Fans of the Levin Brothers might not have crossed paths, so different has each man’s musical journeys typically been. For the bass playing Tony Levin, there have been long associations with Peter Gabriel and King Crimson. For keyboardist Pete Levin, similarly lengthy turns with the Gil Evans Orchestra and Jimmy Giuffre. Each is deeply respected, within his own world. Those worlds haven’t often collided, however, and never in such a symbiotic fashion.
And so we have two of the best sidemen in the business, two men who just happen to be siblings, constructing a series of original compositions in a style they associate so viscerally with their youth. There’s only a delicate take on King Crimson’s “Matte Kudasai,” in fact, to remind you that you’re not listening some kind of mid-century found object. Such are the debonair joys of Levin Brothers.
Due on September 9, 2014 via Lazy Bones, it’s far more Oscar Pettiford than it will ever be Thrakattak — unfolding as a series of brisk, resonant musical thoughts. Augmented by guitarist David Spinozza, saxist Erik Lawrence and drummers Jeff Siegel or Steve Gadd, Levin Brothers in fact offers a total of 14 tracks, with two bonus songs to boot.
Along the way, there is time for plenty of low-key expressions of individual virtuosity. Pete switches to a nostalgic organ on “Brothers,” while Tony takes up a deeply expressive cello for “When Sasha Gets The Blues.” Gadd adds wit and style to “Bassics” and then one of the bonus tracks, “Fishy Takes A Walk.” Spinozza and the rest acquit themselves beautifully. But its the intermingling of the brothers’ instruments (see “I Got Your Bach”) or the way they effortlessly switch from dominant to supportive voicings from a chorus into a verse, that give this album a connective quality, a warm intimacy — and, maybe more importantly, a timeless appeal.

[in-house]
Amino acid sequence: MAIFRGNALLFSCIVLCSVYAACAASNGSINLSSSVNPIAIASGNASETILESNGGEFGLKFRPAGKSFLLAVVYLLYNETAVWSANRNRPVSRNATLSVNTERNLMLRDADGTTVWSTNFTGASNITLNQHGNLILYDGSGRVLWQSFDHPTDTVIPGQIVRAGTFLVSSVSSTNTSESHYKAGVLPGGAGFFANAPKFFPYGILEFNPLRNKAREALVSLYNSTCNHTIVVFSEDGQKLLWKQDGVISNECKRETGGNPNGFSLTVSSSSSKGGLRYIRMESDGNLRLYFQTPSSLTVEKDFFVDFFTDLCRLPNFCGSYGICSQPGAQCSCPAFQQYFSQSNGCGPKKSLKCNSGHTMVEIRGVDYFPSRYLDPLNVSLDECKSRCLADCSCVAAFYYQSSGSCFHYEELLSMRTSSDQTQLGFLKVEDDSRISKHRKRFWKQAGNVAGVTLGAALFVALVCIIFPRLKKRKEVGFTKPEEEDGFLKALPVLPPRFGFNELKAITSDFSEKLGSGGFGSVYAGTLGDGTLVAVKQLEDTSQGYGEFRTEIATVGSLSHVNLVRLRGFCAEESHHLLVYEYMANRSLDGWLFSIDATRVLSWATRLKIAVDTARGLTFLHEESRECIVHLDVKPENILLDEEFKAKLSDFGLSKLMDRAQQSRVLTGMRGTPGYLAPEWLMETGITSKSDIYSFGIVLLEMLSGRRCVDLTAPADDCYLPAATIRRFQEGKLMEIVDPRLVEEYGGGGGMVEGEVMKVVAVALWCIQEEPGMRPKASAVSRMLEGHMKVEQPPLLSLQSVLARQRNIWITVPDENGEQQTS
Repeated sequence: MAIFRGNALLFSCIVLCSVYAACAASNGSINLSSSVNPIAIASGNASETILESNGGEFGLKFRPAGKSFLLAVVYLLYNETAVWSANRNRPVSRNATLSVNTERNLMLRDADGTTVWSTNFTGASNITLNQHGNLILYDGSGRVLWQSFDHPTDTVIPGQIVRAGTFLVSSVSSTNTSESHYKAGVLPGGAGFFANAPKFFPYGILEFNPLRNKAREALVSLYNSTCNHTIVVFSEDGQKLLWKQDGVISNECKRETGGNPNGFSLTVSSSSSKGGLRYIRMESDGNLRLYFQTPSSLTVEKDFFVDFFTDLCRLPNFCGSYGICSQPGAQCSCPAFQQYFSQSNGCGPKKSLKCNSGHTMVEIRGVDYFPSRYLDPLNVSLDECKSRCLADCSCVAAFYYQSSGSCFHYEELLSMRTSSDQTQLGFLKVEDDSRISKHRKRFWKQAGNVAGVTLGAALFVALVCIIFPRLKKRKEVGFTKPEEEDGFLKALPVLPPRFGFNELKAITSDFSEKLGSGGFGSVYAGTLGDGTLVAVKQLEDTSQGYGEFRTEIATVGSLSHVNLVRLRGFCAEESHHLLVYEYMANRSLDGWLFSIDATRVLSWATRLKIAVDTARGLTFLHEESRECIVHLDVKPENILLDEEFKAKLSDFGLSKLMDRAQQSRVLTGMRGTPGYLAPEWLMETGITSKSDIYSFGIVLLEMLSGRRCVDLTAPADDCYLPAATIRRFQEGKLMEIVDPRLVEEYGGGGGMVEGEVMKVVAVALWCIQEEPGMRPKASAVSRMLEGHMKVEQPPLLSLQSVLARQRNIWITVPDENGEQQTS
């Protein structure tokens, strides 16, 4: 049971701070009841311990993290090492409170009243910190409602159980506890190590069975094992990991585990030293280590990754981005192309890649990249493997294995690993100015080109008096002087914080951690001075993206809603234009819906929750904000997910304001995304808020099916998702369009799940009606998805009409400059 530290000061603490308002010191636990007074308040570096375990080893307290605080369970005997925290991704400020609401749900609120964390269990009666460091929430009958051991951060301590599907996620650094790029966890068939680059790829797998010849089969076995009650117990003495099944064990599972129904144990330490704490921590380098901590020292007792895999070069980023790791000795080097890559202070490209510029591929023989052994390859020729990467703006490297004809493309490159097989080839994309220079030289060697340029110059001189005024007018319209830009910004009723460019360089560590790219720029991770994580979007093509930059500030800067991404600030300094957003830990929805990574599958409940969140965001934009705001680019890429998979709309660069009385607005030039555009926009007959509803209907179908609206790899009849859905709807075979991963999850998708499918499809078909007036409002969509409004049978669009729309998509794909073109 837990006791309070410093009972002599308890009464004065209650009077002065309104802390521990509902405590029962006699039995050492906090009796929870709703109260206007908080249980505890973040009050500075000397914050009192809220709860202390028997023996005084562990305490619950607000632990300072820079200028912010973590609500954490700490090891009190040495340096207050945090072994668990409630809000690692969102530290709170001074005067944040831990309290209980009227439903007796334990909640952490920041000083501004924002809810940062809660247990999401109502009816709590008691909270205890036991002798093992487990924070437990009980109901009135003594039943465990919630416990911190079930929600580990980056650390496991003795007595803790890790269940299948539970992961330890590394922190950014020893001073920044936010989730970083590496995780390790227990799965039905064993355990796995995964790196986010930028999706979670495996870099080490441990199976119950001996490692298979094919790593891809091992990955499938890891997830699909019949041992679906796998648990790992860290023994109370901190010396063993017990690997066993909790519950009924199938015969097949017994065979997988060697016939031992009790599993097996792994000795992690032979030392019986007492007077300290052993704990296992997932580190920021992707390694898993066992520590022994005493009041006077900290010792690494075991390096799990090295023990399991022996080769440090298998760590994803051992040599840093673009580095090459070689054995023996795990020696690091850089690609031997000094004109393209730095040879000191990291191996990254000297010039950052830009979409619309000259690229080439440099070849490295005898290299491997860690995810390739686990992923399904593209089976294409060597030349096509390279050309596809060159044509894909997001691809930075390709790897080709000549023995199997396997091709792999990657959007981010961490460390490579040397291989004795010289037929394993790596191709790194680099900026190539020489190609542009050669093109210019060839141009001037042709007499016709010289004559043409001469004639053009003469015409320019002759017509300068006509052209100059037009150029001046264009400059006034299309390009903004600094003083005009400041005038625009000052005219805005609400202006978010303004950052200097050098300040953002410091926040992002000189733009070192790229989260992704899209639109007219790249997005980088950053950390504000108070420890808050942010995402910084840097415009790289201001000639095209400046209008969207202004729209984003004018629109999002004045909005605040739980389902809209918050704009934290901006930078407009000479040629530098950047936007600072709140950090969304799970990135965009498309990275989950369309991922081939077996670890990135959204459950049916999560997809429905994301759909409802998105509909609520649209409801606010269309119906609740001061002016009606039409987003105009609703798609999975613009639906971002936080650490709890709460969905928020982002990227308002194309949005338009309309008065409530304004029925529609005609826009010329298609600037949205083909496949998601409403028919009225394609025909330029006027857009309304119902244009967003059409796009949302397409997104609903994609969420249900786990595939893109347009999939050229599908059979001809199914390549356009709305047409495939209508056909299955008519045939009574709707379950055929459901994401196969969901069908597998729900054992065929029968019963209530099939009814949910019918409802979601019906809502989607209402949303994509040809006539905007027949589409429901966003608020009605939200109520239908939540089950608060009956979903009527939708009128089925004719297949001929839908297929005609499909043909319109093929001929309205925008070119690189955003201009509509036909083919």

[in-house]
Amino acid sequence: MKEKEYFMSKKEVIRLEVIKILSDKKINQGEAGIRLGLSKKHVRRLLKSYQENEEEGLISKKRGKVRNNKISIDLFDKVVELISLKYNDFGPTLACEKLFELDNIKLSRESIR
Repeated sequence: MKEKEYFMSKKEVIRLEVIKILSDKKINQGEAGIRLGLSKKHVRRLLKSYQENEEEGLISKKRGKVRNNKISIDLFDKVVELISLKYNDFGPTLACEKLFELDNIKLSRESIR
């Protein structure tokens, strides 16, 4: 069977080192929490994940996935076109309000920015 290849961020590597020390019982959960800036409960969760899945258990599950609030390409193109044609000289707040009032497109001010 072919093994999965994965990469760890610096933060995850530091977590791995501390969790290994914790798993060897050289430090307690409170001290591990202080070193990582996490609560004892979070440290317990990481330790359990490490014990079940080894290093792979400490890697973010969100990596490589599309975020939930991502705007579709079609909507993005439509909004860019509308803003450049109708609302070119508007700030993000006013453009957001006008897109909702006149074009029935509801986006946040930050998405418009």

I’m not sure why it took this long for Tony and Pete Levin to construct something as effortlessly involving as Levin Brothers. (Well, maybe I am: Even now, Tony is preparing for the stage debut of the latest incarnation of King Crimson next week.) Nevertheless, it was certainly worth the wait.
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